Would Colon have cheated if he knew that his rotation-mates and all the passionate fans in Oakland would lose in the win column? I doubt it.
I researched Cabrera’s WAR before the suspension for the 2012 season. It hovers around 4.5, depending on the source. You can reasonably assert that Cabrera was worth 4-5 wins for the Giants before his suspension this season. Colon is a trickier case because he’s a pitcher, but his WAR is listed as 2.8. I feel fine going out on a limb and saying a starting pitcher’s WAR can be doubled, considering they have a hand in every play.
So let’s say Cabrera was worth 5 wins for the Giants this year, and Colon was worth 6 for the A’s.
That would put the A’s in third place in the AL West, way back in the Wild Card race, and scrambling to make a comeback much like their division rival Angels are. It would put the Giants either tied or 1 game back in the NL West, and still on the verge of a Wild Card spot.
Personally, I think it’s worth discussing. Sure, the teams didn’t know what was going on. But they still benefited from the testosterone-fueled success that player may have brought to the team before the suspension kicked in. It may be difficult to figure out a system, but even having that provision in the doping rules would potentially reduce use by a good margin.
Do you think this is something MLB should take into consideration? Should a suspended player’s team also be punished for the wins they accumulated with that player on the roster? VOTE below, and let us know your opinion in the comments!
– Jeremy Dorn (@Jamblinman)
Well, it seems we know where the PED’s all come from. Much like babies come from storks, presents on Christmas come from the North Pole, and penguins come from Antarctica, all performance enhancing drugs taken by baseball players clearly originate in the San Francisco Bay Area.
I do live here. I am NOT on PED’s. I swear. Test me.
But after Melky Cabrera became the second San Francisco Giant to be suspended for use of an illegal substance, the fun was just beginning. Apparently, the Oakland A’s “fluffy” (for lack of a kinder term) starting pitcher Bartolo Colon wasn’t all beefed up on In-N-Out alone.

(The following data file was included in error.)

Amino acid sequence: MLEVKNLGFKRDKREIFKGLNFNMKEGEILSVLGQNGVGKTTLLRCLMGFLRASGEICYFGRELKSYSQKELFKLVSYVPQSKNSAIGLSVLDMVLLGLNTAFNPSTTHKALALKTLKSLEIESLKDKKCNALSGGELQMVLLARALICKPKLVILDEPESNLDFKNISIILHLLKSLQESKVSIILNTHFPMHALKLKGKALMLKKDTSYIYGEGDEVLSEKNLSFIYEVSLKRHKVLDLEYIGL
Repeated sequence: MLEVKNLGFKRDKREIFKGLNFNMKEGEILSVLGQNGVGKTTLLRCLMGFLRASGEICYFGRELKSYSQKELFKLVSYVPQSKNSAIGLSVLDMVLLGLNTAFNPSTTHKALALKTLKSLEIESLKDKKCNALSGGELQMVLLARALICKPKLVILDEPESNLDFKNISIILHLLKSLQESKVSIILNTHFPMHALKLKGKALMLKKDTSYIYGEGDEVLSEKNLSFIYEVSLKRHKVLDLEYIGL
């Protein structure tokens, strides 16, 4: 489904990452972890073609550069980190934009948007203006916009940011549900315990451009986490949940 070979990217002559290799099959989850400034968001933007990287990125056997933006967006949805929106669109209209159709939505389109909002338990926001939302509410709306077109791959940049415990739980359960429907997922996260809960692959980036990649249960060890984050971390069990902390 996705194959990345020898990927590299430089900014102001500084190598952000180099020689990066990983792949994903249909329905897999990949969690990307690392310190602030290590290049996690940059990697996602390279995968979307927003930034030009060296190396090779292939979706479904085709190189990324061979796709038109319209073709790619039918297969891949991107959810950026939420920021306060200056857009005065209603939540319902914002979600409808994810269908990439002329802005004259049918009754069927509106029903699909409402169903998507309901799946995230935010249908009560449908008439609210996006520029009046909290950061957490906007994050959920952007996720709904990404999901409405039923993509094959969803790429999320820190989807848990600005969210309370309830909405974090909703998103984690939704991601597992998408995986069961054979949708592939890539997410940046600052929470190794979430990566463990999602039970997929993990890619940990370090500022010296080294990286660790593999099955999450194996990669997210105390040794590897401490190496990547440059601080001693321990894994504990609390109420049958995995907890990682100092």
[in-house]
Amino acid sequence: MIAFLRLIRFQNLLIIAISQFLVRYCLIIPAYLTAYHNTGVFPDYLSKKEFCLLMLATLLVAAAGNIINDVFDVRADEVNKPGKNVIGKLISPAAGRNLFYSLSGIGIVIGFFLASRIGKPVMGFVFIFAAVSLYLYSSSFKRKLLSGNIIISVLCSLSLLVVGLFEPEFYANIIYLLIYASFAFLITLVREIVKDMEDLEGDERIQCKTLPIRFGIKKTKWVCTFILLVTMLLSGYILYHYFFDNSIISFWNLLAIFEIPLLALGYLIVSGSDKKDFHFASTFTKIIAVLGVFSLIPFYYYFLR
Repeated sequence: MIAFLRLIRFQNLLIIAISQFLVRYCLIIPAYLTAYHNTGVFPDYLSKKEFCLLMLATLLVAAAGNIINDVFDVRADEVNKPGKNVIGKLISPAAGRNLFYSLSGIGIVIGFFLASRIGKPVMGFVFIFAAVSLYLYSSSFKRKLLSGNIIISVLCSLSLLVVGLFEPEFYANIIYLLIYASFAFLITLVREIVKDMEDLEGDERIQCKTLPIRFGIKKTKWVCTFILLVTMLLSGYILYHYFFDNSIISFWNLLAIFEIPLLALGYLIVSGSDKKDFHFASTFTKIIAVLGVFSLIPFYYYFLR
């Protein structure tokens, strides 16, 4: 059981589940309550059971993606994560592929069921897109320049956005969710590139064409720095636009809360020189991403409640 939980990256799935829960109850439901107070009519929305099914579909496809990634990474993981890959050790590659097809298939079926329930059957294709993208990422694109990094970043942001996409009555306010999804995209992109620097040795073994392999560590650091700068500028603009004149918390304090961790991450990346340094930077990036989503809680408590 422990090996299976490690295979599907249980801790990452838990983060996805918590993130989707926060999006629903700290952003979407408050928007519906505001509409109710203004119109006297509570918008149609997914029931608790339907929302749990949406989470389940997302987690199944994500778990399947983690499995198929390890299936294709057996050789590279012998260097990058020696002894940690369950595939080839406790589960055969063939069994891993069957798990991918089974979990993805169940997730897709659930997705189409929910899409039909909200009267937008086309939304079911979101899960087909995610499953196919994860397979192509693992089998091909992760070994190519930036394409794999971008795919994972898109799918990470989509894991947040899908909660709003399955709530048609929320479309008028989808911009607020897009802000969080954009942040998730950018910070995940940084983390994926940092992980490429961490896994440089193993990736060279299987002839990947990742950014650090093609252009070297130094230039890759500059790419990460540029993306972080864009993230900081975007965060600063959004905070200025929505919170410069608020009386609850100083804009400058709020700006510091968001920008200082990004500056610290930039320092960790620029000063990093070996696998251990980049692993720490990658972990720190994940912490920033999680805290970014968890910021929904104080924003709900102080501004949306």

He was also suspended earlier this week for use of testosterone, and much like Cabrera, straight up admitted guilt without appealing.
I don’t get it. At least try to fight the suspension. DON’T try to make a fake website. But as Colon and Cabrera have so aptly demonstrated, abandoning your teammates, management and fans is the new thing to do these days.
I won’t go into the detail of why taking PED’s is stupid and wrong and unfair, or how it affects the MLB policies and all that jazz that I mentioned in the Melky blog.
But, I’ll tell you how this affects the A’s: not as much as you might think.
If you haven’t noticed (you haven’t – nobody outside Northern California follows the A’s!), the young pitching staff of the A’s has been absolutely rocking it. And just when the rookies like Tommy Milone and Jarrod Parker are beginning to experience growing pains, back come Brandon McCarthy and Brett Anderson to improve the rotation.
Losing Colon hurts. He’s been the team’s most consistent pitcher in 2012 (alas, it was all a dream!). But the two guys they are getting back off the DL are both better than Colon, meaning the A’s may have actually improved their rotation. Imagine that.
So will Colon’s suspension knock the A’s out of playoff contention? Tell us below in the comments!